You Never Actually Make It

You never actually make it.

Casey Neistat said this once.

And my intuition says it couldn’t be more true.

If you haven’t seen Casey, he’s an incredible example of where hard work in the video industry can get you. Go watch his work before he started vlogging and you’ll see he’s incredibly talented at his craft as well.

In a video reflecting on his career path, he explains how he landed a television series with major American TV network HBO and at that time he thought he had “made it”. So then sat back for two years while the show ran its course, not pursuing any further opportunities.

After the show finished he’d realised he was still exactly where he’d started and in order to start his next project, he now needed to do even more work than he’d done previously to land his next opportunity.

What’s more although he’s achieved some fantastic success since, even now just like all the rest of us, he still needs to keep working to find his next film job or opportunity.

The idea of making it, centres around getting to a point in your career where you’re so successful that work will just keep coming your way and you can relax and sit back while increasingly better and better opportunities flood into your inbox.

But in actual fact, even for people like Spielberg and Scorsese, sure they’ve had unbelievable success but yet they still need to keep improving and making better films to secure their next job.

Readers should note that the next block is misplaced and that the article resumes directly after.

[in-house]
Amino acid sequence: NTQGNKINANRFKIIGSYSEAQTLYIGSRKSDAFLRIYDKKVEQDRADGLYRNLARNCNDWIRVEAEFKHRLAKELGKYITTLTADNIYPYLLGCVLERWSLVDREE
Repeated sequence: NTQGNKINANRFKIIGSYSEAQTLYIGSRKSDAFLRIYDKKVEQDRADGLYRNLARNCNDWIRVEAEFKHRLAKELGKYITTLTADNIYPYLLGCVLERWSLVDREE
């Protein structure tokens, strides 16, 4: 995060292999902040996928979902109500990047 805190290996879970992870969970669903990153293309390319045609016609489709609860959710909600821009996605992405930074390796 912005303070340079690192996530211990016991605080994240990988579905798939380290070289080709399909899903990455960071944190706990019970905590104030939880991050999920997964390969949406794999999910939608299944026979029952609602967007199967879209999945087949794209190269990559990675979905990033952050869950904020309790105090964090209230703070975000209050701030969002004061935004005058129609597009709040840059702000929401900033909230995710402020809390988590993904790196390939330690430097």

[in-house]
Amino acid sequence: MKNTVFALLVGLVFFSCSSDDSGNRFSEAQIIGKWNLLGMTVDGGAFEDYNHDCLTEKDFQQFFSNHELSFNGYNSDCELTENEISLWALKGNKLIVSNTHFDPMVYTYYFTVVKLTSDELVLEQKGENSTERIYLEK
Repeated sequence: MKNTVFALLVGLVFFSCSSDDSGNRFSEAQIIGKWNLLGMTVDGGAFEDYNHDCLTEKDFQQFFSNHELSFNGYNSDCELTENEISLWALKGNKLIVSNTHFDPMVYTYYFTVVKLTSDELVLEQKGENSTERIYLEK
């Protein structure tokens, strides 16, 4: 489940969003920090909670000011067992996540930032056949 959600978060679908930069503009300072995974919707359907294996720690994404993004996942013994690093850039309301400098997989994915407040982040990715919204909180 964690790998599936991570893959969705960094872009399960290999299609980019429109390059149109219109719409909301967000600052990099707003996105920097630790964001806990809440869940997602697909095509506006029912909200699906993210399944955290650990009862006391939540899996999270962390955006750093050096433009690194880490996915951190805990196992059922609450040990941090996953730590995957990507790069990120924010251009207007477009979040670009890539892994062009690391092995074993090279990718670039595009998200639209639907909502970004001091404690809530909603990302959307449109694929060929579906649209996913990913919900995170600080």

It might seem disheartening and make you wonder if it’s actually worth dedicating so much of your life to pursuit of a goal if in the end you’re never actually going to make it. But my intuition says that fully embodying the idea is hugely motivational. It draws your focus right on to your next project, exactly where your ambition needs to be.

Maybe you want to make Holywood Feature films, but focusing on making your next passion project the best it can be is definitely a more attainable goal. And you only need it to get one view from the right person to springboard you to Hollywood success.

I’ve been incredibly lucky to have some amazing opportunities in my career so far, and 18 year old me would definitely have thought that where I am today is making it. But in actual fact, today I still feel like I’m just getting started.

So remember, you never actually make it and I wish you every success.



Here’s the link to Casey’s video, it explains the idea far better than I have…

Also as usual I’ve paraphrased Gary Vaynerchuk’s ideas, you should check him out now because I think in our lifetime he’s going to be the most well known person in the world.

Jack Tompkins